I am testing a very basic phoenix-based api server and can’t seem to get ecto’s queue time under 1ms for all requests, even though there are plenty of connections available. It’s usually under 1ms but then occasionally spikes to ~40ms which pushes the average latency of the api call from ~5ms to something like 17ms:
mysql database server with > 100 max connections
ecto’s database url is configured with “pool_size=10”
hammering the server (localhost) with “ab -c 5” (concurrency level 5)
I am getting latencies of up to 45ms:
Percentage of the requests served within a certain time (ms)
100% 45 (longest request)
And here is a sample of a typical log sequence:
QUERY OK source=“users” db=0.5ms queue=0.3ms idle=4.5ms
QUERY OK source=“users” db=0.4ms queue=0.3ms idle=4.9ms
QUERY OK source=“users” db=0.4ms queue=1.1ms idle=4.2ms
QUERY OK source=“users” db=1.8ms queue=0.3ms idle=4.2ms
QUERY OK source=“users” db=0.4ms queue=0.3ms idle=4.5ms
QUERY OK source=“users” db=0.3ms queue=0.4ms idle=4.1ms
QUERY OK source=“users” db=0.6ms queue=0.5ms idle=4.5ms
QUERY OK source=“users” db=0.4ms queue=0.4ms idle=6.0ms
QUERY OK source=“users” db=0.4ms queue=0.4ms idle=6.1ms
QUERY OK source=“users” db=0.3ms queue=0.3ms idle=4.0ms
QUERY OK source=“users” db=0.7ms queue=0.3ms idle=4.2ms
QUERY OK source=“users” db=0.4ms queue=0.4ms idle=6.4ms
QUERY OK source=“users” db=0.4ms queue=0.3ms idle=5.8ms
QUERY OK source=“users” db=0.3ms queue=35.1ms idle=5.1ms
QUERY OK source=“users” db=0.3ms queue=38.5ms idle=4.0ms
QUERY OK source=“users” db=0.3ms queue=36.8ms idle=7.1ms
QUERY OK source=“users” db=0.3ms queue=2.4ms idle=39.6ms
QUERY OK source=“users” db=0.3ms queue=2.3ms idle=39.6ms
QUERY OK source=“users” db=0.3ms queue=36.8ms idle=5.4ms
QUERY OK source=“users” db=0.5ms queue=39.1ms idle=5.0ms
QUERY OK source=“users” db=0.3ms queue=0.2ms idle=5.4ms
Why am I getting those ~30-40ms queue times and what can I do, if anything, to keep it under 1ms in 100% of cases when there is no shortage of db connections?
Tangentially I’d consider using wrk not ab, there have been issues in the past with how ab negotiates connections.
With any benchmark question, please validate that you’re running in a production build, development builds have things like code loading on that can introduce delays. Also, you’ll want to supply the exact versions of the various libraries that you’re using, and of elixir itself.
Yes, db server, phoenix and ab/wrk are on the same machine, it’s a 12-core Intel i-7 / 32GB RAM laptop running ubuntu linux. I am running the same test on k8s/google cloud - where the 3 tiers are on different pods and I am hitting the same issue with queue times.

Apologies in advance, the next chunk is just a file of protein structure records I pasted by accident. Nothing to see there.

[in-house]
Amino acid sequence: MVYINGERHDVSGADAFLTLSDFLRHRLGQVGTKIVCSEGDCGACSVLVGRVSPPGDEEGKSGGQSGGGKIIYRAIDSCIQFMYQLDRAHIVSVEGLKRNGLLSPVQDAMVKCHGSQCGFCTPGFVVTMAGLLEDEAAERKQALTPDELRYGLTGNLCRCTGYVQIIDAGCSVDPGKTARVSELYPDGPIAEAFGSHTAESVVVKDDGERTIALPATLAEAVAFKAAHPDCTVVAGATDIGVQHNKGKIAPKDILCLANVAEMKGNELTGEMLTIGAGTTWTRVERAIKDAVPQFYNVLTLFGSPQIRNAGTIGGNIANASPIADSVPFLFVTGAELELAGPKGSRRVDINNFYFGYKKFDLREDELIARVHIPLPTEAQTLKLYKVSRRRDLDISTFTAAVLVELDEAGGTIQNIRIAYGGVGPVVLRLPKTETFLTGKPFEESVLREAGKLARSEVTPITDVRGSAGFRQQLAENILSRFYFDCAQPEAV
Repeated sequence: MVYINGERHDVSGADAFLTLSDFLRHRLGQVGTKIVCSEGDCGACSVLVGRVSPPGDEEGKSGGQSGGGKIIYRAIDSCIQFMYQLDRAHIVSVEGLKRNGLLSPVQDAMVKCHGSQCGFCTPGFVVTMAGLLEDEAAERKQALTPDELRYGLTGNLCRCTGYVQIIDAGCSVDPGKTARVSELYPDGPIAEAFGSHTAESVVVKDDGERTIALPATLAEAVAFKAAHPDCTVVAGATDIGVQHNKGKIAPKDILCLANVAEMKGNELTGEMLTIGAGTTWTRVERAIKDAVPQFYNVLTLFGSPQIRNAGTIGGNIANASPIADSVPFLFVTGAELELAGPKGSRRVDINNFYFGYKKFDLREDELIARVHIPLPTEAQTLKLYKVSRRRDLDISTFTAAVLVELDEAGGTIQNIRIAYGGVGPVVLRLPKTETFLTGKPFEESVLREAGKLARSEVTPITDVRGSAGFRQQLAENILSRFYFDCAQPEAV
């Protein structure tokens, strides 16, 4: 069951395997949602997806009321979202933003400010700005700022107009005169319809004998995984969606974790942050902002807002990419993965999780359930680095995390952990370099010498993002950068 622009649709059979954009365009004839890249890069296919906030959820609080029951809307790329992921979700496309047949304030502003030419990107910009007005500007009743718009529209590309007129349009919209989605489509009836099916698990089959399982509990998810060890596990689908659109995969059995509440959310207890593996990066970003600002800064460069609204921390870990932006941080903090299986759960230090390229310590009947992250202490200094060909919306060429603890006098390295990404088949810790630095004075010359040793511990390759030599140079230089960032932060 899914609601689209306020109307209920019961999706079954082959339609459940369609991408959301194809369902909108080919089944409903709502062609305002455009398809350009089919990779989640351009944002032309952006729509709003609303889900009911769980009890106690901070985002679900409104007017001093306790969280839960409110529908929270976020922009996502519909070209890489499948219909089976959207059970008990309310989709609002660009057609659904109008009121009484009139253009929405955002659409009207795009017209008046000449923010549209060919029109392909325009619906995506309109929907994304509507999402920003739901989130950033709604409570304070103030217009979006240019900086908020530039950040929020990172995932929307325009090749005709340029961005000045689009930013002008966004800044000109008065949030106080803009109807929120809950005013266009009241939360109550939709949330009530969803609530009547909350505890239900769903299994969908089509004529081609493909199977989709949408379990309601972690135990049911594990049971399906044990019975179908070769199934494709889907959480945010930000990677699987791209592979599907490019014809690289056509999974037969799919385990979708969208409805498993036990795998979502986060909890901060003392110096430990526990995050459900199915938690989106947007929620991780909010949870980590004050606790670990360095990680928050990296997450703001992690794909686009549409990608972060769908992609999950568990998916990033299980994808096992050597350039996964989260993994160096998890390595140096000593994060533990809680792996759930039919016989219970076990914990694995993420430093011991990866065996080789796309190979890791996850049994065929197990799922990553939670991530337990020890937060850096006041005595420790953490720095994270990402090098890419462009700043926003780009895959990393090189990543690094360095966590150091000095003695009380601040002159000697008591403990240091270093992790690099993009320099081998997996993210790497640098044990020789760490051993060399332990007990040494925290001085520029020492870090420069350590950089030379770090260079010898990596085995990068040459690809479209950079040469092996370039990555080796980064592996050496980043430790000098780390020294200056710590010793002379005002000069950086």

tl;dr we are CPU bound somewhere but we don’t know where.
These first numbers look good. Idle time shows we have some space capacity in the connection pool but not much. Given these numbers we are using a connection every ~4.5ms. Idle time is calculated by looking at the difference in the following timings: time a checkin message is sent to the connection pool and time a checkout message is sent to the connection pool. Note that these are measured outside the connection pool process, in the client process (e.g. phoenix request handling process), so are be independent of connection pool overhead. The idle time is calculated by checkout request message sent time - checkin sent time. If the checkout is sent before the checkin, when the connection pool is IO bound/out of connections, then the idle time would be negative by that previous calculation but it is set to 0 because the connection was never idle. Therefore this timing can reflect if we the connection pool is IO bound, i.e. if above zero we are not IO bound, if zero we are IO bound.
We can see the idle time is never 0 in the sample. Assuming this doesn’t occur elsewhere then the connection pool always has spare connections. I believe this is expected given the 5 concurrency clients and 10 connection pool size.
Now to where we see some less ideal numbers in queue time:
Queue time is calculated by measuring the time between when the connection checkout message is sent and the time the client process receives the connection from the connection pool. Both time points are recorded in the request handling process. Therefore we see the full connection pool overhead as the schedulers must schedule the connection pool, and the connection pool must handle the message (and any other previous messages), and then schedulers schedule the request process. This means queue time includes both IO and CPU overhead. If we continue with the previous assumption that idle time is always strictly positive then we are never IO bound. Therefore this queue time is showing us being CPU bound, and given the concurrency level (5) and cores (12) this could be a scheduling issue if we are having to wait nearly 40ms.